Advice to satisfy any curmudgeon

25th October 1996 at 01:00
BEGINNING TEACHING IN THE SECONDARY SCHOOL By Joan Dean Open University Press Pounds 40 and Pounds 12.99.

Let me tell you what once upon a time passed for the mentoring of young teachers. In September 1963 I was standing outside my classroom in a secondary modern school when the teacher next door, a crusted veteran, walked past rubbing his hands with delight having spent 40 minutes terrifying his history class. "I love teaching!" he exclaimed.

At the time I was having what was usually known as "disciplinary trouble" and his rather smirking attitude did me no good at all. That, though, was the full extent of his support for me. So strongly did I feel about it that in the fullness of time - in 1972 to be exact - I wrote a book for new teachers called Beginning Teaching, and had tea with Edward Short, Harold Wilson's education minister.

I do not begrudge Joan Dean her part use of my title. Her book has fewer jokes than mine had, but a lot more information. I am sure that she would never have considered having her book illustrated with Larry cartoons, as mine was, and I am forced to the conclusion that teaching is a more serious business than it was then.

Dr Dean starts at the beginning, with lists of what the new teacher needs to know about the school and the teaching job within it. From there she goes on into lesson preparation and classroom management. There is a particularly good and important chapter on "Teaching and Learning Strategies" which emphasises the need for open-mindedness by the teacher and a continuing realisation that pupils bring a range of attitudes and experiences to their work. "We use the word 'learn' for several different activities. Sometimes we are asking students to acquire knowledge, perhaps involving memorising something; sometimes we are concerned with their understanding of a concept; sometimes we are talking about learning a skill. Students need to know how to tackle all three when required. "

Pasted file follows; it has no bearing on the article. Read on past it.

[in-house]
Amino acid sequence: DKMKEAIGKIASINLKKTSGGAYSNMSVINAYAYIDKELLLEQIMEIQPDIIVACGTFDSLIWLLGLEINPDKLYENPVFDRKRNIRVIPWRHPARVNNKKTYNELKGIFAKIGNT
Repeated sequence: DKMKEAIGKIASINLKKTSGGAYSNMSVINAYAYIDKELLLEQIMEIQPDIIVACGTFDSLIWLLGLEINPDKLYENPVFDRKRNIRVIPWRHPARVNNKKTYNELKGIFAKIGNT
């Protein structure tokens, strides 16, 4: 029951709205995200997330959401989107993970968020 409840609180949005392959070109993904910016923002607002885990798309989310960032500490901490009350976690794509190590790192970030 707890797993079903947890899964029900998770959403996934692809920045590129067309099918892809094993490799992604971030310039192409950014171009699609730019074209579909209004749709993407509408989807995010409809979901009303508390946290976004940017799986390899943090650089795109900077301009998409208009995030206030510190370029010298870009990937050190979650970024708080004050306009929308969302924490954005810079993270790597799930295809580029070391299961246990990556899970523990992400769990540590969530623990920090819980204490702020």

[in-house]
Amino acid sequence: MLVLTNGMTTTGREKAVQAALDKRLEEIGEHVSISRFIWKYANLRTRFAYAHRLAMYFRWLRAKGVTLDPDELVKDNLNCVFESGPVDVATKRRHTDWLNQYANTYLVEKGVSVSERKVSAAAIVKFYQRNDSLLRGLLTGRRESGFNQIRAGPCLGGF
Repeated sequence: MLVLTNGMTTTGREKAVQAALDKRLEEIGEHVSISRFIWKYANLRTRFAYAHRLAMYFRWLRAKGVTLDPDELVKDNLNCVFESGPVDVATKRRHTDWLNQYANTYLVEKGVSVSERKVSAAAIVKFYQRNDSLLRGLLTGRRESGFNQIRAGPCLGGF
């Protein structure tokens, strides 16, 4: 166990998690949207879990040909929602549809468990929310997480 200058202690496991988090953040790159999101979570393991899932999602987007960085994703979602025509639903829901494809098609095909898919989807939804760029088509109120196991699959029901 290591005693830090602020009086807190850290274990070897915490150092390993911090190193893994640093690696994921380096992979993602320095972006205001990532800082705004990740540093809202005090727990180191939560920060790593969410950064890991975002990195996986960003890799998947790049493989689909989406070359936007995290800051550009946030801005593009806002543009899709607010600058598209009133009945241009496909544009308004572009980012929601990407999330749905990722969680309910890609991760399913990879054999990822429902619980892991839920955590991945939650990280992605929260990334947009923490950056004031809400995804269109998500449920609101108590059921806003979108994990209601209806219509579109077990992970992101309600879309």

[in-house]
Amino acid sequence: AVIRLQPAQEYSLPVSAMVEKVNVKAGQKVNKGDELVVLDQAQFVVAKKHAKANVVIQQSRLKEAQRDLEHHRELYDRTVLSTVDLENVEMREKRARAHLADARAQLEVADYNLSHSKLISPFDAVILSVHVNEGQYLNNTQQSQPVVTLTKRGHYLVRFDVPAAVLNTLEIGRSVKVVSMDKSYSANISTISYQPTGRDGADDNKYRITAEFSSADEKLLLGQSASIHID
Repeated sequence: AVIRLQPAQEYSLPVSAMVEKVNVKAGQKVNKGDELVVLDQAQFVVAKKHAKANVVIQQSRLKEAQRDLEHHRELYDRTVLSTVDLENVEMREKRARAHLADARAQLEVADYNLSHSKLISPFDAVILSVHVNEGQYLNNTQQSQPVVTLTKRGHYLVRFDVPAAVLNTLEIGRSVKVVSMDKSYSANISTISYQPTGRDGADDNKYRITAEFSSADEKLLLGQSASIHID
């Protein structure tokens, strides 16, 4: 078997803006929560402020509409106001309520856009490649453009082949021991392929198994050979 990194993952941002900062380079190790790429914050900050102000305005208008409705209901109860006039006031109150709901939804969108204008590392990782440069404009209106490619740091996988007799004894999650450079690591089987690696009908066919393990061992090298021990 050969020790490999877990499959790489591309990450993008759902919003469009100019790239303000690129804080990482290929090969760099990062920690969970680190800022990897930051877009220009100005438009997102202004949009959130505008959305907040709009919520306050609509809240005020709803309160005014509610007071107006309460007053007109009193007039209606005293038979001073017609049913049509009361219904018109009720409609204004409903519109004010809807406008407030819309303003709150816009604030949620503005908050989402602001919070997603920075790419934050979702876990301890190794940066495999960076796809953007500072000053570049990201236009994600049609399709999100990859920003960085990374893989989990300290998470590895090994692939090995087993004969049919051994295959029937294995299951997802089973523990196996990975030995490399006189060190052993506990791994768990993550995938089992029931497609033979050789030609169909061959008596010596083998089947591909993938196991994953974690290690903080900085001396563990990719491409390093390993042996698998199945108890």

Throughout the book there are short boxed case studies and checklists. "Simon was in his first year as a teacher of geography. One of his year eight classes posted particular problems for him . . ."

Interestingly, there is no chapter called "Discipline", which is the thing that new teachers worry most about. The chapter on "Class Management," however, covers the relevant ground very effectively indeed. It really is difficult to teach "classroom control" - this phrase is used - in the pages of a book, but Joan Dean's advice, backed up with reference to research, would have satisfied even my curmudgeonly colleague of 30 three years ago.

In common with good books of all kinds, this one has things to say to a wider audience. Thus, although it addresses itself to newly qualified teachers, it will be useful both for student teachers and those with some experience.

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